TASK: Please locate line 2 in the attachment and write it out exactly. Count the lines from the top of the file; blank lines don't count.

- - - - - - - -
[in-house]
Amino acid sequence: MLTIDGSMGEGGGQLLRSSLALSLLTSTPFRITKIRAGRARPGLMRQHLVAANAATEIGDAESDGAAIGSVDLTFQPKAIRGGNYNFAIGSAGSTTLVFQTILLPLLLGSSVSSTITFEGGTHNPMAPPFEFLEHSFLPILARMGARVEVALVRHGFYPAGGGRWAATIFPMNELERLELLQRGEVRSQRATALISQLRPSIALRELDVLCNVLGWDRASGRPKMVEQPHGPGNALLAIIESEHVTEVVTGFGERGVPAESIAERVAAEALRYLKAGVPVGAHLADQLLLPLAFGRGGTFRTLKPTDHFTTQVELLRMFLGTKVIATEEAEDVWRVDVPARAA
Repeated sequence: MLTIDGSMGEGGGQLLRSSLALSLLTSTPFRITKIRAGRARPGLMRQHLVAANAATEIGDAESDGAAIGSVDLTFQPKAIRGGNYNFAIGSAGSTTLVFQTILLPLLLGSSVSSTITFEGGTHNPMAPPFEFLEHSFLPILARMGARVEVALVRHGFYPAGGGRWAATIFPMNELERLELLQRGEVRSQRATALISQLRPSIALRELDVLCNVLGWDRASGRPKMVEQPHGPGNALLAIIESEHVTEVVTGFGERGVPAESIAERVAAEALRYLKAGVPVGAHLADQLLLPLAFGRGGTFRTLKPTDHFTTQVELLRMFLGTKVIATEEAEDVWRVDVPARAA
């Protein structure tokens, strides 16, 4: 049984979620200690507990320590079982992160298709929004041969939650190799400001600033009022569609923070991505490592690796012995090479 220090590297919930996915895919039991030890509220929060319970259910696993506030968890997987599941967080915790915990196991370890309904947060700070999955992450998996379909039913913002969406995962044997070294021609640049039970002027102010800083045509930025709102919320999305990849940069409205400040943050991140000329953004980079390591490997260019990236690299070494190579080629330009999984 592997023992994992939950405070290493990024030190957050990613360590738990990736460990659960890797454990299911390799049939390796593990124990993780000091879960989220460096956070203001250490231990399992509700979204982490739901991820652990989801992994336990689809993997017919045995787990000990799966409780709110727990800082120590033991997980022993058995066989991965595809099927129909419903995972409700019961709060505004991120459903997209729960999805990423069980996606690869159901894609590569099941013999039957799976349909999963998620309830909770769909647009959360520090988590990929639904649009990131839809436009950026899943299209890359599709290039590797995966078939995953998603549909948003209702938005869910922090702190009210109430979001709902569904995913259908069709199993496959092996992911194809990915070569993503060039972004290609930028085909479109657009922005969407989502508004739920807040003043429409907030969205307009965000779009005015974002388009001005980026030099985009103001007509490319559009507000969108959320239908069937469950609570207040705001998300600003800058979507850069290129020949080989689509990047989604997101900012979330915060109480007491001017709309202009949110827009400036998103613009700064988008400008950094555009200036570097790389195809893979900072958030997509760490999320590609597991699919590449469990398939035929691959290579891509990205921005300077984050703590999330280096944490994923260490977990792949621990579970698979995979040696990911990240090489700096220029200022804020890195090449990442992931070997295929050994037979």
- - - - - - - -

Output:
Amino acid sequence: MLTIDGSMGEGGGQLLRSSLALSLLTSTPFRITKIRAGRARPGLMRQHLVAANAATEIGDAESDGAAIGSVDLTFQPKAIRGGNYNFAIGSAGSTTLVFQTILLPLLLGSSVSSTITFEGGTHNPMAPPFEFLEHSFLPILARMGARVEVALVRHGFYPAGGGRWAATIFPMNELERLELLQRGEVRSQRATALISQLRPSIALRELDVLCNVLGWDRASGRPKMVEQPHGPGNALLAIIESEHVTEVVTGFGERGVPAESIAERVAAEALRYLKAGVPVGAHLADQLLLPLAFGRGGTFRTLKPTDHFTTQVELLRMFLGTKVIATEEAEDVWRVDVPARAA